The 24/7 phone number, which patients have access to throughout the course, can be used for any questions or concerns they may have giving confidence and reassurance from the very helpful specialist staff nurses, who respond to calls and are always positive, whatever the query.

Nancy, a fellow patient in the Weybourne Unit  Picture: Maurice GrayNancy, a fellow patient in the Weybourne Unit Picture: Maurice Gray

Juggling appointments and pill taking

Each chemo treatment has its own problems and procedures that we, the patient, must adhere to. For example - the distance to travel to the hospital for the set time prescribed for tablets and medication. In some cases they have to be taken one hour before treatments, so if you are travelling quite a distance you may have to stop to swallow the items!

My wife and I had to select a particular lay-by in order to take a selection of nine tablets (4 Prednisolone steroids, 2 Chlorphenamine antihistamines, 1 Ondansetron for anti-sickness, and 2 paracetamol).

Lots of booklets for help  Picture: Maurice GrayLots of booklets for help Picture: Maurice Gray

After a few sessions of chemo, the staff at the hospital said I could take the pills before I left home, but we decided to stick to our routine of stopping in a lay-by on the hour or so drive.

There is a follow-up course of medication after each chemo session and they are very important. They consist of four Prednisolone steroids (I called them ‘Stair rods’, which I will tell you about another time). I had to take four of these for four days, plus two Ondansetron for anti-sickness.

<crosshead> The after effects

Now, is the start of some more after effects. For example, a need to have a pee very often and like most, after such procedures, constipation, which can be very uncomfortable but can be sorted quite quickly, I found out, the hard way. This was the biggest hurdle and it was embarrassing having to monopolise the loo!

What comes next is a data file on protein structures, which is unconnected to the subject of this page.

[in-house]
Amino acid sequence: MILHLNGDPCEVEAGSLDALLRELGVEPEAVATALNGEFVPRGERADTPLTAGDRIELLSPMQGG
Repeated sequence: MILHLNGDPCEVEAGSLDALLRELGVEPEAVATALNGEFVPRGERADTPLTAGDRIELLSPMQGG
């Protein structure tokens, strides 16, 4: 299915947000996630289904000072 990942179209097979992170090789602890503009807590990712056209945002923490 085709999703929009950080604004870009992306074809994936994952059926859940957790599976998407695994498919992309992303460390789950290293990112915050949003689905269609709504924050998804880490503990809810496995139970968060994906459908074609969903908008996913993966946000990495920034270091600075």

Using the 24-hour phone number will give a friendly voice who will advise and, if necessary, prescribe various items to cure the pain and constipation. “Can you send a plunger, please?”

I was given advice, by one of the consultants, to have a breakfast of tinned peaches and Bran Flakes. It worked, along with some special ‘orange’ tasting powder sachets. Also, I must say that throughout my treatment I never experienced vomiting, nausea or diarrhoea.

To allay ‘awful fears’ that many people have heard, the reality about treatment must be clear and as blunt as possible. The unfounded rumours that chemo treatment means feeling bad/awful/terrible, in all cases, is absolute rubbish. Although it has to be said that various cancers, diagnosed at different stages, with some chemotherapy treatment can be much worse than others.

First of all, to imagine the unknown is enough to give anyone the ‘jitters’, but, to consider the prospects should allow a positive jolt into realising the future’s in safe hands which will fight with you to recovery.

Yes, there are procedures that are uncomfortable, but all these ‘inconveniences’ have been researched over many years for our benefit. A ‘prick’ here and a ‘biopsy’ there can bring a lot of worry but also a multitude of information from which specialists will track down the problems from there on, hopefully to see us on the rails to recovery.

Our wonderful NHS staff and volunteers

The atmosphere was always consistent at the Colney Centre whatever the time of day. The hustle and bustle somehow seemed so organised, caring and calm. Reception staff welcoming appointees while checking in, the nurse always greeting us with a friendly smile before leading me to be weighed and have a blood test (without any signs of ouches!).

Approximately 80 patients per weekday pass through Weybourne Unit, plus many more for consultations and/or other treatment. Just one section of the Norfolk and Norwich University Hospital – one of the biggest and best in the UK.